Elder Profile: John Lee
A Photographer to the Music Legends
At age 71, professional photographer John Lee is now retired and living at the Quail Hollow Senior Living Community in West Lebanon, NH. When he sits down to reminisce about his fascinating career as a professional photographer, musician and graphic designer, he not only invokes fond memories, but shares stunning photographs of some of the giants of the music industry.
After working in Nashville, Tennessee for 37 years John had established himself as the “go-to guy” when it came to photographing the national music scene and its giant super stars. Who else could state that they had lunch with the late Elvis Presley and his manager Colonel Tom Parker? How about the ability to call Country Western music legend Willy Nelson a personal friend? It was a breath-taking career that often took more turns than a Vermont scenic back road.
“I always had an interest in photography and considered it a real art form,” John explained. “I completed Art School at the New Phoenix School of Design in New York and got hired as a graphic designer by IBM at their corporate headquarters in Armonk, N.Y. While doing that, I got drafted into the United States Army where I was assigned as photographer for their various publications. While stationed in Germany, I was assigned five photographers to oversee.”
Upon completion of his military obligation, John’s love of music and photography took him straight to Nashville. It was a solid decision.
“While in the Army, I had been doing some freelance work with my photography and established contacts in the music business. I would photograph concerts and contribute to music publications. It wasn’t just Country Western performers that I concentrated on, but Rock ’n Roll, as well. I had the opportunity to photograph the Rolling Stones and The Who in concert, among others. That started to open doors.”
Once John became a fixture in the Nashville music scene, he quickly discovered that reaching out to the management of these famous entertainers was a formidable task with numerous obstacles. Basically, it boiled down to who you knew and how connected you became.
“The funny thing about the people who managed these music stars was the fact that they didn’t always put a lot of emphasis on the actual talent of a photographer. They would have friends that knew someone who took photos to do the work as a favor. Frankly, a lot of that work was terrible. I got established by selling my work to musical publications like the Country Music Magazine or the Vintage Guitar Magazine. That made all the difference in the world. People got to see my talent published and would ask specifically for me.”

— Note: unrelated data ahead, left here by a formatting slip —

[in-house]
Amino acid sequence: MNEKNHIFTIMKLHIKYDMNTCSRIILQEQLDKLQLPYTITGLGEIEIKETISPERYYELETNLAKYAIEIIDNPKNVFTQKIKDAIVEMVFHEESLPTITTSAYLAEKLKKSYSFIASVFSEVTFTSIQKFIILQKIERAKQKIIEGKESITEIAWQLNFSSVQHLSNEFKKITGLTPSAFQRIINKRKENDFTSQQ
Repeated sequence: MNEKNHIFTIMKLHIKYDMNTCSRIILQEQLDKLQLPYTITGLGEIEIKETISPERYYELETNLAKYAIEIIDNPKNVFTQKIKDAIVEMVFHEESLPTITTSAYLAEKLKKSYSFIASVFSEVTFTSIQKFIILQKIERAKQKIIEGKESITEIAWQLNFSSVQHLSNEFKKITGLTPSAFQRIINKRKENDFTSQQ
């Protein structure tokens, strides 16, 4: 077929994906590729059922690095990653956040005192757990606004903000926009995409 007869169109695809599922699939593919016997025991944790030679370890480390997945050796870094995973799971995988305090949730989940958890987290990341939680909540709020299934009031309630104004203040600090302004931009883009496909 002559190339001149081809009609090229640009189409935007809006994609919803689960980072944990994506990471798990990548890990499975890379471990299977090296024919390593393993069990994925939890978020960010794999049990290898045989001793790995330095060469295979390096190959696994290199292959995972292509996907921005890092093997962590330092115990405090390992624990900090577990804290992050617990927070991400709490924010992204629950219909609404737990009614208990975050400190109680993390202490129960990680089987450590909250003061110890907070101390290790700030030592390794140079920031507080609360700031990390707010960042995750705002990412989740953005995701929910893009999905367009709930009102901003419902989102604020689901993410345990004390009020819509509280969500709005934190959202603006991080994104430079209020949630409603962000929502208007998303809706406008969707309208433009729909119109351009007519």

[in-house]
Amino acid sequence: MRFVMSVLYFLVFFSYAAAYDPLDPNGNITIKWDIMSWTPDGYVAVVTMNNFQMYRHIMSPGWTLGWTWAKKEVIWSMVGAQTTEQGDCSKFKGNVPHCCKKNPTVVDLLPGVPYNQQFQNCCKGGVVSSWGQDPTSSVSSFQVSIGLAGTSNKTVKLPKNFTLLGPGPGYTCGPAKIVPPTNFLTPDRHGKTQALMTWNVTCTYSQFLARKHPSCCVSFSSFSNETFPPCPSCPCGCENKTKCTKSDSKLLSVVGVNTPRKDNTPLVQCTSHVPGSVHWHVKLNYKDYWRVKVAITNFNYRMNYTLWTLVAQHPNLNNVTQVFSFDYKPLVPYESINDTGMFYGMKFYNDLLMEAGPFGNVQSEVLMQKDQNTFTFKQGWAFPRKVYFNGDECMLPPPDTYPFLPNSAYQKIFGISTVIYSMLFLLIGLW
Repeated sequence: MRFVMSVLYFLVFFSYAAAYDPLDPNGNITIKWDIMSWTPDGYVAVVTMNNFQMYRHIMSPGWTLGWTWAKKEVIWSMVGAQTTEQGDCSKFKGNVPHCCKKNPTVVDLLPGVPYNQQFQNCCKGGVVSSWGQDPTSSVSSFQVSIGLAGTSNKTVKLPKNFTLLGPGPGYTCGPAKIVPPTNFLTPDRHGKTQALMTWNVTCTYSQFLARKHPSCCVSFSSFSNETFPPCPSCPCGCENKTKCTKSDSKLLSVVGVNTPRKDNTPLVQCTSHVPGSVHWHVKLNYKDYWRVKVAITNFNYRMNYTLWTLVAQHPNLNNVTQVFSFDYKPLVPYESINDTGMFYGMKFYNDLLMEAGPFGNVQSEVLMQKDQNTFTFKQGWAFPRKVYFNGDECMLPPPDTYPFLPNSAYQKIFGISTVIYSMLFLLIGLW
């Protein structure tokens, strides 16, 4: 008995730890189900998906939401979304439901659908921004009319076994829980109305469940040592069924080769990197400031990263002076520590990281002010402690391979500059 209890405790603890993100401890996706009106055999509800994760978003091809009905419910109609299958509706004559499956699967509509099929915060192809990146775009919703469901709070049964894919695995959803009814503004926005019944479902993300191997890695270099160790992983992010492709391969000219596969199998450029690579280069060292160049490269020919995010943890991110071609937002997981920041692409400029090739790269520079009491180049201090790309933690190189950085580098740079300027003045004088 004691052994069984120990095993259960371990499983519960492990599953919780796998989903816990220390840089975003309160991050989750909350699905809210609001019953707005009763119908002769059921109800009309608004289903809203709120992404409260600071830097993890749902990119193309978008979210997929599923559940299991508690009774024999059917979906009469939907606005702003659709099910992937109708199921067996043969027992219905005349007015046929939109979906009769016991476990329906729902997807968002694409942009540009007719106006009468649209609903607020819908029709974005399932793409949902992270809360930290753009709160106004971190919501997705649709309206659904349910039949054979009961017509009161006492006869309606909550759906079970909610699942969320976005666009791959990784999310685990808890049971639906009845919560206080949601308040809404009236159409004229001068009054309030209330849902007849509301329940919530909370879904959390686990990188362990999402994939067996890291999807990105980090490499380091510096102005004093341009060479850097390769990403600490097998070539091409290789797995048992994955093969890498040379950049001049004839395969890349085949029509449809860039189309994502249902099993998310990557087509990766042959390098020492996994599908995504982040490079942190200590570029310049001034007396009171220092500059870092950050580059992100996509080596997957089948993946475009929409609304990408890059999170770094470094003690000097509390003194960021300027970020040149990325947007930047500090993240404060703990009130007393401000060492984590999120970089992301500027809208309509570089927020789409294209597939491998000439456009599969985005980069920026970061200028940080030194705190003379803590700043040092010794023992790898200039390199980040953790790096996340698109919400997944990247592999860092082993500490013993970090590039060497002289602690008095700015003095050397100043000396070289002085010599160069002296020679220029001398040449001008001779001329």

There is a saying in life that “timing is everything.” John can relate to that old axiom. His arrival on the Nashville music scene coincided with the rapid rise in popularity of Country Western Music and the Rock ’n Roll scene as well.
“Things were happening so quickly in the music business that the demand for photographs for magazine articles and publicity purposes was staggering. Frankly speaking, a lot of the photographers on the scene were not very well-trained. My work had become established and it spoke for itself.”
John’s photographic skills were not restricted to music personalities. Auto racing had always been a passion, as well, and he allowed his camera to lead the way. He had the opportunity to record on film some of the legendary early NASCAR drivers and his pursuit of “the need for speed” helped him capture a memorable portrait of the incomparable Formula One driver, Jackie Stewart, who hailed from Dumbarton, Scotland. Stewart had set a record for Grand Prix wins with 27 before he retired.
“I had a love for auto racing for a long time,” John explained. It was an exciting sport to photograph. Most of the events took place on weekends so that allowed me to travel and photograph these events. Again, my work started to get noticed in this field, as well, and opened up many more doors.”
While John’s photography speaks volumes about the man, it does not paint a complete picture of his overall talents. He is also an accomplished musician, and living in Nashville only fostered his love of music.
“I played the drums and also taught myself to play the five-stringed banjo. I got pretty good on the banjo. But remember now, I was in Nashville, the center of Country Western music! I was surrounded by people who were making some pretty good music at the time. I still really enjoy music, but I think my photography carried me a lot further.”
After talking with John, one comes away with the impression that, without a doubt, the talented photographer and musician completed a fascinating career that many would envy. The burning question that arises quickly, how did he end up living in the Lebanon, NH area? He is a native of Baltimore, Maryland and his work carried him on a long journey.
“I have always loved New England and the lifestyle it offers. I often came up here on my own just to soak in the atmosphere. My son John moved to this region and I followed so I could be near family. I’ve been here 15 years and absolutely love the Upper Valley and what it has to offer. This is a great place to call home.”